Servo:Bit Affordable Multi-Servo Driver for Microbit

Servo:Bit Multi-Servo Driver

Purchase Servo:Bit here

Servo:Bit is a little board, exactly the same size as a Raspberry Pi Zero and the 4tronix Drive:Bit, which provides control for up to 16 servos. Access to the useful pins of the Microbit is provided as is a single Smart RGB LED

Power for the servos is provided by one of three options:

  • USB connector
  • 2-pin male header
  • 2-way screw connector

Providing power (5V – 6V) to one of these connectors also provides power for the Microbit.

Connections

NB: Fit the Microbit into the connector with the LEDs on the Microbit facing the switch and indicator LED.

Voltage

Most hobby servos operate within 5V to 6V range. Ensure that the voltage you provide does not exceed the voltage supported by your servo. Unless you have a specialist servo, you should be safe with the 5V USB input

Current Draw

Running 16 servos will consume a fair amount of current. Check the specification of your servos to see how much current they may take and ensure your power supply can provide sufficient. For instance, 16 servos taking 100mA each may require up to 1.6A this may not be available from your USB power supply.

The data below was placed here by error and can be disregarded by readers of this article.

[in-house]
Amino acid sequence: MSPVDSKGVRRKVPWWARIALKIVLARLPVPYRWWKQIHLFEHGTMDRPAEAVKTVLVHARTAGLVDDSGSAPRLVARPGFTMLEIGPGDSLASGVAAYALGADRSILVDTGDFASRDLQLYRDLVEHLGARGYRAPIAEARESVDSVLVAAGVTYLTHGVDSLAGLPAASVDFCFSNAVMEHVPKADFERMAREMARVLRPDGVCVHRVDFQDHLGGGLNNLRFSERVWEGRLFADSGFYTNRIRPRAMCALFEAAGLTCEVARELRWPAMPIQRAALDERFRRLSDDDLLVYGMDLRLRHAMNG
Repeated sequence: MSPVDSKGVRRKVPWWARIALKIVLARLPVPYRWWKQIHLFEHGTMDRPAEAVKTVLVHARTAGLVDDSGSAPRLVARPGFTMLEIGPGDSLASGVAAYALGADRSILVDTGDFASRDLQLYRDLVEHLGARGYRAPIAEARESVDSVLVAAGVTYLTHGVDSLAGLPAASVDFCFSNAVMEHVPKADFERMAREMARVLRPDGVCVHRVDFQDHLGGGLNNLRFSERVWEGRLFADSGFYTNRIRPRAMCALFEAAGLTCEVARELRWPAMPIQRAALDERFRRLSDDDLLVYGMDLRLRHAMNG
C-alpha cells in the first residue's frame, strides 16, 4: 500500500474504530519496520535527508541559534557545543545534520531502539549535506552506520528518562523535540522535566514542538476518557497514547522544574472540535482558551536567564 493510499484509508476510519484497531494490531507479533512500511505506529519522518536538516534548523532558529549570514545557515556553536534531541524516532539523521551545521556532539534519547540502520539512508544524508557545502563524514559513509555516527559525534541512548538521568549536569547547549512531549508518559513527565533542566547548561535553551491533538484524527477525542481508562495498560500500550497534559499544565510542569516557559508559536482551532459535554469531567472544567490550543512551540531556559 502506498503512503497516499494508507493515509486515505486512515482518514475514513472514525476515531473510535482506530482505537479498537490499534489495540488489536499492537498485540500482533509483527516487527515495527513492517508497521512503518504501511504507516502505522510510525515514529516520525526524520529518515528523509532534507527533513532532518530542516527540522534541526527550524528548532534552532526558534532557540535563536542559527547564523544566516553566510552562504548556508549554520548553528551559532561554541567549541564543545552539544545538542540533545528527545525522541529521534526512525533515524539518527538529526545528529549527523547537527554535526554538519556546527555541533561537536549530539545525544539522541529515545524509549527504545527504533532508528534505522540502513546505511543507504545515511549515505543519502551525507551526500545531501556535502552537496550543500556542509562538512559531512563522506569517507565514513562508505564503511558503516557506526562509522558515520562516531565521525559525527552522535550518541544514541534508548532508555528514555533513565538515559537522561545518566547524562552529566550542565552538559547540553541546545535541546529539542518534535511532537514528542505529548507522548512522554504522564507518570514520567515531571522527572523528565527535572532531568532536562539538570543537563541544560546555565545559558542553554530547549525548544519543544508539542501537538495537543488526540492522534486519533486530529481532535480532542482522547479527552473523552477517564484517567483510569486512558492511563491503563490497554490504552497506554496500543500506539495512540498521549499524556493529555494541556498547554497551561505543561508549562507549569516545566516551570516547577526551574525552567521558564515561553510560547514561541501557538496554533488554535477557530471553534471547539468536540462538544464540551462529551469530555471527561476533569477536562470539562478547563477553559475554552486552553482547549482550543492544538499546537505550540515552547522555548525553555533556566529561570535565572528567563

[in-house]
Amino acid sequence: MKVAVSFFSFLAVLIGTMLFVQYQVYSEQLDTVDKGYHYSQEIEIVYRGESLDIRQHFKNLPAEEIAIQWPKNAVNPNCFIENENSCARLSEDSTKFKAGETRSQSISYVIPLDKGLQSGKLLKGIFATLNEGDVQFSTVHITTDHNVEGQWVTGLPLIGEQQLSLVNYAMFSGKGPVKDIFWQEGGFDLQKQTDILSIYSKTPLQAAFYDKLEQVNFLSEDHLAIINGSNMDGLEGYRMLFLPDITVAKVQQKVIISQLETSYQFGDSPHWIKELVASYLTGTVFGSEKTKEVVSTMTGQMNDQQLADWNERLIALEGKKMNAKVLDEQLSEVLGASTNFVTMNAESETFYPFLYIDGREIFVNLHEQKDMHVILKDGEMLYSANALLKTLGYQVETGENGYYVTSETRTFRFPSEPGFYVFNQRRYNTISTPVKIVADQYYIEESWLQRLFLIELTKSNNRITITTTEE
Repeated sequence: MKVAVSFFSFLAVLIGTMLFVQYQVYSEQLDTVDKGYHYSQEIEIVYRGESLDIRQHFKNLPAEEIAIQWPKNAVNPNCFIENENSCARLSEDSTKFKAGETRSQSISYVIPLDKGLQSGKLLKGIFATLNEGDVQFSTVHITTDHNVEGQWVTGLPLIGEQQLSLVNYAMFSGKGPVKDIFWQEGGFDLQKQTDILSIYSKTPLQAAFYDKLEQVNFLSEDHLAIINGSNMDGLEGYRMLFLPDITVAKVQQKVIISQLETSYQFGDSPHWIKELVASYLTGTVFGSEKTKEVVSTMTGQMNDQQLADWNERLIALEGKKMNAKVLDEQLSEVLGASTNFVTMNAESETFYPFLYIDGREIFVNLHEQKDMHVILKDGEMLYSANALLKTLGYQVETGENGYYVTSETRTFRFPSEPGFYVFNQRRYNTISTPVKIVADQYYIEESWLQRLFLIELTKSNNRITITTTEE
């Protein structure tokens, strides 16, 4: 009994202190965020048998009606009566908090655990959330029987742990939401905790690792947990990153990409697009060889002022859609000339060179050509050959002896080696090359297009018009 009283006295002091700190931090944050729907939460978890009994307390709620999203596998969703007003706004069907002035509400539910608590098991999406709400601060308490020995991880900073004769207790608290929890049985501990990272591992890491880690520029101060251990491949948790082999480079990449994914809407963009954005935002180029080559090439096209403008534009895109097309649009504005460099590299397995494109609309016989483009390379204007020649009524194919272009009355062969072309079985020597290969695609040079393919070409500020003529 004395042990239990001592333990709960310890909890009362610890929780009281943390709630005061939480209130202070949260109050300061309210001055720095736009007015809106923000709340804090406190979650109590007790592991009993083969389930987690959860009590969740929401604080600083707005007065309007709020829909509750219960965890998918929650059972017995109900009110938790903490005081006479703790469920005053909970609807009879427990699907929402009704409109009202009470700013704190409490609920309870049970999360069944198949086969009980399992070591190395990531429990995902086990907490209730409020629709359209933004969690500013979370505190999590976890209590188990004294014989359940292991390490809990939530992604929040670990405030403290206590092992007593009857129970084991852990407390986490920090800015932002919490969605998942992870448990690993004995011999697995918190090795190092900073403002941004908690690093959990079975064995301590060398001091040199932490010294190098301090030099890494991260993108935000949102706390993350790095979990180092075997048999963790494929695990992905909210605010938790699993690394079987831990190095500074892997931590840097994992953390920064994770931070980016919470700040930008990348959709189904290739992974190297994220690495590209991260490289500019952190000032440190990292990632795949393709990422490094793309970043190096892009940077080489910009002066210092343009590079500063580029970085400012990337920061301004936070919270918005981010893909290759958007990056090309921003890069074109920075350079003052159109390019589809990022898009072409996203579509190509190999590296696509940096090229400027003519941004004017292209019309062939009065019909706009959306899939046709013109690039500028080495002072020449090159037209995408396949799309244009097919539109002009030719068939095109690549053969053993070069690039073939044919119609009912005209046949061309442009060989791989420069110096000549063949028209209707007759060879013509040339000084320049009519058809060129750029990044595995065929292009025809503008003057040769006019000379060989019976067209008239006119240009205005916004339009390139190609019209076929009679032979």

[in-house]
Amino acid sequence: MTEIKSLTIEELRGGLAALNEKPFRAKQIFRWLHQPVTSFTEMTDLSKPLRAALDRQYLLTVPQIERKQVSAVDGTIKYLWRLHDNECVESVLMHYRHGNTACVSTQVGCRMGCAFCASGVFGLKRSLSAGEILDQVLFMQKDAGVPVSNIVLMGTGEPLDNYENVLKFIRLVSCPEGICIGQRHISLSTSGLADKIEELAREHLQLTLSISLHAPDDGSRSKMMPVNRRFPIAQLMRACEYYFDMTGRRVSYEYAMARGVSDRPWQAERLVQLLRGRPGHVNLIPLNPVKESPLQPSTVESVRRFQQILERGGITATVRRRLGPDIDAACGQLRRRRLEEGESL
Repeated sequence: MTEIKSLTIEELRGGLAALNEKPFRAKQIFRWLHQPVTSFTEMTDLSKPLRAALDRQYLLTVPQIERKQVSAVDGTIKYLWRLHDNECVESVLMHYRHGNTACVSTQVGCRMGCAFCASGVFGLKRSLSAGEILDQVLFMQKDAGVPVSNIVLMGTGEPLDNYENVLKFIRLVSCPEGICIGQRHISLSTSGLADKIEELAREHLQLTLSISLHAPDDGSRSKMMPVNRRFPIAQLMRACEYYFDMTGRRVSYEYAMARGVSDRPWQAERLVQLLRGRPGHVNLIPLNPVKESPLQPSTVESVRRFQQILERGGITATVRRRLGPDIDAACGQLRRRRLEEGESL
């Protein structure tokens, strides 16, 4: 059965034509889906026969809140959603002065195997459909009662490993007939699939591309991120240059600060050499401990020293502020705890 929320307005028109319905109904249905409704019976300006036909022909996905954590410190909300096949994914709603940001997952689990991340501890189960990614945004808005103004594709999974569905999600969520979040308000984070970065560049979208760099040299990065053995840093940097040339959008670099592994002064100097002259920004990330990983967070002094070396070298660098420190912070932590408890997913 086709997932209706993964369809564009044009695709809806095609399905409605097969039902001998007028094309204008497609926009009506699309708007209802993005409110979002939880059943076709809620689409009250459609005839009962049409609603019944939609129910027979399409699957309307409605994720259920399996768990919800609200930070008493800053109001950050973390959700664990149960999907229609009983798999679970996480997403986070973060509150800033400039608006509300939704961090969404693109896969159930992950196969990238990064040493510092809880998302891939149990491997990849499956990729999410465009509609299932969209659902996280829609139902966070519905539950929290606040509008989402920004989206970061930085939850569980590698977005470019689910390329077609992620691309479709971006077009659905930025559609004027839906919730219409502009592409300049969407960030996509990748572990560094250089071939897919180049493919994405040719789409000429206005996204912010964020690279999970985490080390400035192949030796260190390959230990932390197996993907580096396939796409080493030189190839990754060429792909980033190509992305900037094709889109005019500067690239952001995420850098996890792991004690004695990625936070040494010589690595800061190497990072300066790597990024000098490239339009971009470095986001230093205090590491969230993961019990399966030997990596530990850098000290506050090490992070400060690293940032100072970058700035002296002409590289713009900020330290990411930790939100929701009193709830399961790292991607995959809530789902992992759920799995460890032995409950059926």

You can connect both USB power and one of 2-pin male header or 2-way screw terminal to power at the same time as there are blocking diodes to prevent back-current. Do NOT connect power to both the 2-pin male header and the 2-way screw terminal as there is no blocking diode between these two. Use one or the other, but not both.

Each servo output is provided with 3 connections using the GVS (Ground, Volts, Signal) layout common to servo cables. Ensure you plug them in the correct way round or your servo may be damaged. Brown or Black is the normal colour for the Ground lead and this should be connected nearest to the pins near the edge of the board labelled ‘G’. The signal wire is likely to be White, Yellow or Orange and this should be on the pins labelled ‘S’

The Microbit can power the Smart RGB LED and the blue LED on the board, but it cannot power and is not connected to the servos. Your servos will not operate unless you connect power into the USB, 2-pin header or 2-way screw terminal.

Programming the ServoBit in Microsoft Makecode

There is a Makecode extension available to control the servos and Smart RGB LED on the ServoBit. Go into the Advanced tab in Makecode (or click on the gear icon in top right) then select Extensions. Enter ServoBit in the search box and select it.

The 4tronix ServoBit uses a PCA9685 to control 16 independent servos.